Although the present action is one which could be brought at law, a question arises whether it could also be brought [112 Cal. App. 2d 408] in equity and deprive defendant of a jury trial. [13] That there may be concurrent jurisdiction is well settled, and in such cases a right of election exists. The converse of the situation before us has frequently been considered and it has been said "[t]here is a difference of opinion on the question whether, where the beneficiary of a trust can maintain an action at law against the trustee and the remedy at law is an adequate remedy, it is an exclusive remedy and the beneficiary cannot maintain at his option a suit in equity against the trustee. In some cases it has been held that the remedy at law is exclusive. But the better opinion is that the beneficiary can maintain a bill in equity if he chooses." (Scott on Trusts, § 198.3; 171 A.L.R. 429; see, e.g. Ramsey v. Ramsey, 351 Pa. 413 [41 A.2d 559], and People v. Houghtaling, 7 Cal. 348.) Both the Ramsey and Houghtaling cases involved trusts of money (the first express, the other constructive) and were factually similar to the present case. In both of these cases and in the cases cited by Scott, supra, and in the annotation 171 A.L.R. 429 it was held that a bill in equity could be maintained despite the fact an action at law would have been an adequate remedy. [14] The fact that trial by jury is jealously preserved as a matter of right dictates that the mere existence of a remedy in equity cannot operate to defeat a right to proceed at law. It is only where the issues to be tried are exclusively equitable in nature that a suitor is deprived of the right to a jury trial. Those that are legal in nature are triable to a jury. (Connell v. Bowes, 19 Cal. 2d 870 [122 P.2d 456]; Hutchason v. Marks, supra, 54 Cal. App. 2d 113; Bartholomew v. Bartholomew, 56 Cal. App. 2d 216, 234 [132 P.2d 297]; Farrell v. City of Ontario, supra, 39 Cal. App. 351.)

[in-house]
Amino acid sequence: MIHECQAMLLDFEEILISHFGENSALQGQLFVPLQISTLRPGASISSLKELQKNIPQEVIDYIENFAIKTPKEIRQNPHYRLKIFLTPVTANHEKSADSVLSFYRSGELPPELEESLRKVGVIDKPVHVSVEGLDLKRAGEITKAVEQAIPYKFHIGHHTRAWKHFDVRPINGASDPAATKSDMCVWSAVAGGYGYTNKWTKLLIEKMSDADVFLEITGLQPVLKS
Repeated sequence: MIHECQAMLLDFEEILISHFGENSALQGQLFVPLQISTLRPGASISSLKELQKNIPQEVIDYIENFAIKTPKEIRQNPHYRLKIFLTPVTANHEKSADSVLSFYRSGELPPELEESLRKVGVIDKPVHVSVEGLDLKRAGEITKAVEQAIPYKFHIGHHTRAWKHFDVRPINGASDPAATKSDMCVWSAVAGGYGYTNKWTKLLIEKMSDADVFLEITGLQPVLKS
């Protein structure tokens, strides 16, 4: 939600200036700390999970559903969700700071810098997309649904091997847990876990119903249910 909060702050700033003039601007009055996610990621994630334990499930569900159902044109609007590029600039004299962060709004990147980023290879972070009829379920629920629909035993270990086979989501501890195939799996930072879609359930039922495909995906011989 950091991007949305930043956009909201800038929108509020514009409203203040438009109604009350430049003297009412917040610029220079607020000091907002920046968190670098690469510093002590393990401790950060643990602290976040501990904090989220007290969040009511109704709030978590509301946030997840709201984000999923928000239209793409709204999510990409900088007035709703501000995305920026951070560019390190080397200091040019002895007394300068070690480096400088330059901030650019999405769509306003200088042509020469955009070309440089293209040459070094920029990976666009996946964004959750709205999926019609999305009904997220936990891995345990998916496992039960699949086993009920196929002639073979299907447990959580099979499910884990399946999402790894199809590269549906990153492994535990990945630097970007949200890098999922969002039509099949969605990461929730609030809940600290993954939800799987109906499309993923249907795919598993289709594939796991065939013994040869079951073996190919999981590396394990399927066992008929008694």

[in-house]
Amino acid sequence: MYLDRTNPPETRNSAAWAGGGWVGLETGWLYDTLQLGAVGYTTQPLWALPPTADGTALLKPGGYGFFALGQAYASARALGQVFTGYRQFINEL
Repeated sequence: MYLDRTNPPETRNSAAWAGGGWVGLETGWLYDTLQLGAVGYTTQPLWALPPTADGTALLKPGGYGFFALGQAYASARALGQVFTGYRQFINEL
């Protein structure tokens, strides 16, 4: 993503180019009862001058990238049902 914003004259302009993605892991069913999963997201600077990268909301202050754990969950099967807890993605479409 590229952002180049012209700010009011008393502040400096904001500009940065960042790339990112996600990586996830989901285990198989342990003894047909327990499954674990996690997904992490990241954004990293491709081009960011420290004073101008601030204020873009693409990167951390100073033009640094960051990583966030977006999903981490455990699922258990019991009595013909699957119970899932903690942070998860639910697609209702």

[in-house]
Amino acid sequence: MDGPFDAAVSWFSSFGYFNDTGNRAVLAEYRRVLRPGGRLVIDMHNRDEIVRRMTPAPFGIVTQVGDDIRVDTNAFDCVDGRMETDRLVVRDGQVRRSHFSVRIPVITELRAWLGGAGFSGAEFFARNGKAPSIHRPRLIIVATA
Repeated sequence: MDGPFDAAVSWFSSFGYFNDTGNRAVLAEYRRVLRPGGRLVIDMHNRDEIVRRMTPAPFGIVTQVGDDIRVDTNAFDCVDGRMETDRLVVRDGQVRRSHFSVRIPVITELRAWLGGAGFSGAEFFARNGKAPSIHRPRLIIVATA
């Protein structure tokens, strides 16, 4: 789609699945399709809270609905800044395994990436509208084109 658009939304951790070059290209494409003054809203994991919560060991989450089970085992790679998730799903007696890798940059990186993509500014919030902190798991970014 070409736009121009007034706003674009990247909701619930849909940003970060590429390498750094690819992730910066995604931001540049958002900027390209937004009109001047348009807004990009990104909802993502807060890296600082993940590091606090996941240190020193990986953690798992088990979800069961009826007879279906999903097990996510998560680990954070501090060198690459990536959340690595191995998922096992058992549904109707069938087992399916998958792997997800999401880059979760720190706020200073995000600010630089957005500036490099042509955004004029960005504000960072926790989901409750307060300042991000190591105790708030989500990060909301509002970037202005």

[15] It is not open to question that jury trial was a matter of right if the action is at law, even if it could have been brought in equity. Allegations that Mildred Ripling received the money "in trust" and "for safekeeping" do not change the essential nature of the action nor does the allegation that plaintiff is uncertain as to the amount thus received. At one stage of the proceedings plaintiff obtained an attachment upon a claim based upon express contract and for money had and received. At another stage he objected to a jury trial upon the ground that he is seeking to have the court declare a trust in his favor. We hold that he has elected to proceed at law. A judgment is sought for money presently [112 Cal. App. 2d 409] due; the terms of the alleged trust and the duties of Mildred Ripling are not in dispute; an attachment is outstanding, and a court of law can grant plaintiff complete relief as effectively as equity. Applicable here is the principle stated in Mortimer v. Loynes, 74 Cal. App. 2d 160, 168 [168 P.2d 481]: "None of the extraordinary powers of a court of equity are required in order to give plaintiff the relief that he seeks. A court of law can afford complete relief. It is thus apparent that this action is one at law."

The issues presented by the pleadings are triable at law, and to a jury, pursuant to the demand of petitioners.

Let a peremptory writ issue.

Wood (Parker), J., and Vallee, J., concurred.